Cape Town – President Cyril Ramaphosa has shot down the DA’s calls for the devolution of national police powers to the provincial government.
DA leader John Steenhuisen had on August 26 written to Ramaphosa, asking him what the Western Cape government would need to do to be granted more police powers to ensure a safer province, and what the government’s policy position was on the devolution of powers.
Steenhuisen’s question came against a backdrop of Provincial and and City of Cape Town leaders calling for a devolved service to allow improved policing in crime hotspots.
Police Minister Bheki Cele previously told Cape Town Mayor Geordin Hill-Lewis that the call to separate provincial and national policing was like “crying at the wrong funeral”.
In response to Steenhuisen, and citing section 199(1) of the Constitution, Ramaphosa said this precept provides that the security services consist of a single police service and that in terms of section 205(1) of the Constitution, the national police must be structured to function in the national and provincial governments and, where appropriate, in municipalities.
“The national commissioner is, in terms of section 207 of the Constitution, responsible to control and manage the police service in accordance with the national policing policy and directions of the minister of police,” Ramaphosa said.
He added that section 207(4) also makes provision for the provincial commissioner to be responsible for policing their province.
“The minister of police does not have policing powers and therefore cannot assign or transfer the responsibility of the national commissioner to control and manage the single national police service to a member of the provincial executive council or to a municipal council,” Ramaphosa said.
“Such transfer will be inconsistent with the provisions as contained in Chapter 11 of the Constitution, and accordingly, invalid.”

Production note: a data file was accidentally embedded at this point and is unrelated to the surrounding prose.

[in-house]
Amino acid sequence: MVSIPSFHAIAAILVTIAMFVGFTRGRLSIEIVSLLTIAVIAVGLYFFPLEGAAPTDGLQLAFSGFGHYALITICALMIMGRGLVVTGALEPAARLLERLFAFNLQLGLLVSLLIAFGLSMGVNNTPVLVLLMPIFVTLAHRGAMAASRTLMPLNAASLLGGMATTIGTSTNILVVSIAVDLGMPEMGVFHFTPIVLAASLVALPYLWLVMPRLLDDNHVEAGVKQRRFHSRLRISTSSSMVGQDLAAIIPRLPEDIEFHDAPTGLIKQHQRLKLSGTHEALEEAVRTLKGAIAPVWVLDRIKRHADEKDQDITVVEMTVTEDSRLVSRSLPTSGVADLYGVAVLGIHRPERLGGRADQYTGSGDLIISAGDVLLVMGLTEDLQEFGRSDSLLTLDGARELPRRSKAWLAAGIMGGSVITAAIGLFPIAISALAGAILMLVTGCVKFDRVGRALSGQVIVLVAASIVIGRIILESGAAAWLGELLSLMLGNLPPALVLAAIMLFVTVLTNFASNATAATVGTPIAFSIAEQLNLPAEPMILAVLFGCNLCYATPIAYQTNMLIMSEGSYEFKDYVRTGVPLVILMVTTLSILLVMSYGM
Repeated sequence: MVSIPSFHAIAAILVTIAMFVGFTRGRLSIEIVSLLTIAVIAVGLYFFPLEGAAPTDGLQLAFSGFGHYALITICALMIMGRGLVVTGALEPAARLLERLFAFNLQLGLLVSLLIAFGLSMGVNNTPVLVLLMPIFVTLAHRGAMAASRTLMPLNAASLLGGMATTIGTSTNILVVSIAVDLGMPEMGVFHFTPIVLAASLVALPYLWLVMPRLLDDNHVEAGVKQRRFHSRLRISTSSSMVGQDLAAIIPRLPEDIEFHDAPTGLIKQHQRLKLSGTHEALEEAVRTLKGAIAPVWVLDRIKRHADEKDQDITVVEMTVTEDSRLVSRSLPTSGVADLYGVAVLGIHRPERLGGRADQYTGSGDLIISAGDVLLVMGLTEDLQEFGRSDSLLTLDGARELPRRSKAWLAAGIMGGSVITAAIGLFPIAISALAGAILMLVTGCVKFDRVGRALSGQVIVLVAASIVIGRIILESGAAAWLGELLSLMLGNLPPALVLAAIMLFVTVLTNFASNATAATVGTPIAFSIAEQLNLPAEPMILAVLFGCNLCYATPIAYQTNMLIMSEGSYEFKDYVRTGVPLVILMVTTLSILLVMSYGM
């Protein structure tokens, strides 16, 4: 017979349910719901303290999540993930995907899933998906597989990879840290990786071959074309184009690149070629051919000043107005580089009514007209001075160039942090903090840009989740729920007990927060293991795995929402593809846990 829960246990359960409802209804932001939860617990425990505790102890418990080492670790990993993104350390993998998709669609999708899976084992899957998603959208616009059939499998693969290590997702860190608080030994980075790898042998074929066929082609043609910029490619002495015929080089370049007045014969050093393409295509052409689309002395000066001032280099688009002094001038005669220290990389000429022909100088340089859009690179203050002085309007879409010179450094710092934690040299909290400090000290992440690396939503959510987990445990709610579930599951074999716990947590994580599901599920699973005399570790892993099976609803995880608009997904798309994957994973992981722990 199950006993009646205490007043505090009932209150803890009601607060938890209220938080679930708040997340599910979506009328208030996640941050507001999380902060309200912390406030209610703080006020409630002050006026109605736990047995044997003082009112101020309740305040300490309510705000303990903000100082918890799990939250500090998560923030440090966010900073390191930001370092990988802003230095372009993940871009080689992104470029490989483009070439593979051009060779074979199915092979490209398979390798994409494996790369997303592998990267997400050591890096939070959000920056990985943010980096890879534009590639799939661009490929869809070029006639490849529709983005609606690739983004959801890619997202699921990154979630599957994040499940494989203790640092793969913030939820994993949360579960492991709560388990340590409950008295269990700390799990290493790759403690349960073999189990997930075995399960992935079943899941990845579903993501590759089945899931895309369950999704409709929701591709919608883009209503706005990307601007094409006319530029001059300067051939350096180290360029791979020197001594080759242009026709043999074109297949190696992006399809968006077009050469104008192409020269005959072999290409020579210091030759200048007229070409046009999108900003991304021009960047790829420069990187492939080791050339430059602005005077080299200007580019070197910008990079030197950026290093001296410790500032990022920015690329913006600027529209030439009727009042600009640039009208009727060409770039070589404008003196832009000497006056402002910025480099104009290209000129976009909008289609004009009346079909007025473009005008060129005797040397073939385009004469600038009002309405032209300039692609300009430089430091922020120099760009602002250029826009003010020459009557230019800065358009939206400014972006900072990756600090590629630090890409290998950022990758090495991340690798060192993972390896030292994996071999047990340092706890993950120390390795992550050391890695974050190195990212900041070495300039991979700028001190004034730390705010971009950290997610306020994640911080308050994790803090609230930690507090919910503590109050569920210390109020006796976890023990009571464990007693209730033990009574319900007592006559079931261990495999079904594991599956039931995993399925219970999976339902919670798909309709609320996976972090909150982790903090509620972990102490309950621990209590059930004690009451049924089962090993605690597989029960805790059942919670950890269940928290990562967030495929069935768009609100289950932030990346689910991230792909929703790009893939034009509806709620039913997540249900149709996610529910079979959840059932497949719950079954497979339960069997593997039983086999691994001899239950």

He said the DA’s proposal would require amendment to the relevant provisions of Chapter 11.
On the government’s stance on the devolution of police powers, the president said: “The government does not have a policy on devolving policing powers to provinces as the SAPS is a national competency.
“However, there is an Integrated Model of Policing Policy to operationalise the policy direction, outlined in the National Development Plan and the 2016 White Paper on Policing for a professional and accountable police service, that is underpinned by prudent and efficient use of resources and the use of smart, modern policing approaches.”
Ramaphosa said an integrated police service would act as a collective for policing, strengthen governance and accountability across government spheres, and lead to “optimal co-ordination and alignment” across the three spheres of government.
In contrast to a devolved police service, Ramaphosa said an integrated approach would “enhance visibility and efficiency, ensure the most efficient use of resources, and strengthen outcomes around building safe and resilient communities”.
Moreover, he said an integrated approach would better address “inconsistencies” related to “the fragmented nature” of policing at both national and local levels, and the lack of lockstep implementation of national policing standards across the board, and lay the basis for standardised “policing approaches in order to ensure efficiency and value for money”.
Western Cape MEC of Police Oversight and Community Safety Reagen Allen described Ramaphosa’s views as “unfortunate, and quite frankly concerning that the president holds this view”.
“It tells us that he is not interested in the safety of the residents of this province. Perhaps it should not be surprising,” Allen said.
He said policing had clearly failed under the national government and the status quo could not remain.
“With decisions being taken at a national level, it will continue to struggle to address the safety needs of our people. Nothing the national-led government has done, has worked.
“It took the Western Cape government to initiate and implement the Law Enforcement Advancement Plan (Leap) officers, in partnership with the City, to start seeing a reduction in the murder rate at precincts where Leap is deployed.”
He said Leap had overseen an 8.2% reduction in the murder rate in this year’s first quarter at SAPS stations where Leap officers were deployed.
“This is a clear demonstration why the SAPS should be devolved.”